So by ignoring the first piece of DLC, which is merely a bonus for buying the Expansion Pass, we can see that Nintendo isn't tacking on content that should have been released day one. Though it's arguable whether or not a hard mode or a new Cave of Trials challenge really requires all that much time to produce, it's likely that the two content packs in discussion are not taken from the base game.

A negative outlook on Zelda's Expansion Pass

Now that we've established the promising things about the Expansion Pass, including the price and development cycle, what is it that is upsetting?

Well, most of the bad is in the messaging of Nintendo’s plans -- did you notice how I dodged the day-one DLC in the previous section? I’m not going to suggest that we ease up on the established organization that has operated for over a century, but we must take into consideration the fact that Nintendo is trying to veer the company in a different direction and did recently suffer from the loss of their previous president.

So perhaps that sheds some light on some of their current difficulties, but that doesn't mean it acquits them from learning from the messaging mistakes of other games companies, and realizing that they handled DLC more competently in the past (Nintendo need to ensure they do learn from messaging mistakes).

Unlike the announcement of the Mario Kart 8 DLC, what is particularly troublesome about this announcement is that it was timed just before the release of the title. The content that came to Mario Kart 8 was announced so late after launch that players couldn't argue that they were being asked to pay more on launch day.

Not only is it befuddling that the $20 spent now won't yield the brunt of the content until it's released near the year's end, but it's rather jarring that the so-called bonus isn't just given out for free. The content is useless and serves as nothing more than a pre-order bonus, and that sets a dangerous precedent for this future Nintendo.

Nintendo knows that you are really plunking down the cash for the new dungeon and story, but they want your money now, so they figure that by giving you a bit of throw-away content, you'll be willing give them more cash upfront. This is what feels the most un-Nintendo.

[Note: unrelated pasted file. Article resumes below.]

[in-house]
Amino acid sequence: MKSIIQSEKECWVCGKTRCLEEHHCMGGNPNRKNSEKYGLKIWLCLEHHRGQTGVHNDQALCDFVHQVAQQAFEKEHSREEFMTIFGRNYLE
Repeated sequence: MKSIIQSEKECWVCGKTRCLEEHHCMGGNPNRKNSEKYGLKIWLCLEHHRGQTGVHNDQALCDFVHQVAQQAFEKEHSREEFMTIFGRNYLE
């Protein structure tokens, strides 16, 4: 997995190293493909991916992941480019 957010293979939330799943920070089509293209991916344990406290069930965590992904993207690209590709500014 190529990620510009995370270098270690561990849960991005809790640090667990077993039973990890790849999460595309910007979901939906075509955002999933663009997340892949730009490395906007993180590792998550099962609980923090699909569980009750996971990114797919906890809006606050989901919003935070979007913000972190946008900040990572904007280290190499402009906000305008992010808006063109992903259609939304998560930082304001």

Source: Polygon

Even though it's true that Nintendo offered a similar bonus to those who pre-ordered the Mario kart 8 DLC, at least the game was already in our hands for some time and the pre-order option landed consumers a discount.

It's important to note that, because the Zelda content was announced before the actual release of the base game, we can't appropriately gauge what its contents are. It's quite obvious what additional tracks are in a Mario Kart game or what more links mean for a Mario Golf title, but dungeons and a story have a high rate of variability. We can only assume that the dungeon will be as robust as the ones from older titles, and we can't at all narrow a guess about what the new story will be.

For as good as it was that we didn’t know exactly what to expect from the Mario Kart DLC, we at least knew how robust the contents would be based on the contents of the base game. We don't have that advantage this time.

Now to sheathe the Master Sword

Surely Nintendo has been the topic of discussion for many a gamer as of late. From the announcement of an annual subscription for online play devoid of any proper outlining of all its features, to releasing new hardware with scant details about certain sought-after features, Nintendo struggles to embrace the slick modernity of current games hardware while balancing their history of quality, unmatched fun.

That being said, we must take caution not to combine all of Nintendo's curious functions into one potential disaster after another. Specifically, when discussing the Expansion Pass for Breath of the Wild, I'd say that their track record means they shouldn't be dismissed as just another greedy publisher looking to profit from DLC.

We can somewhat safely assume that the content will be robust even though we don't have much to go by; we also know that Nintendo has done a great job in the past in delivering content that very much exceeds their asking price, and we know enough about the Zelda universe -- and the expansiveness of the latest title -- to accept that the main two DLC offerings are not simple additions that were cut out of the original game.

However, what should frustrate us is the vague messaging, the timing, and the overt means to get our money early... too early. 

If we take all this into account, I'd say that the bold direction of offering Expansion Passes is good for Nintendo and good for fans, but only if they continue their trend of delivering excellent content and improve their future messaging tactics. I'm confident that they will pull through on making the $20 worth it for the Expansion Pass, but my confidence wanes when it comes to their somewhat aggressive attempt at getting our money early. And that makes all the difference in setting the mood.

Published Feb. 22nd 2017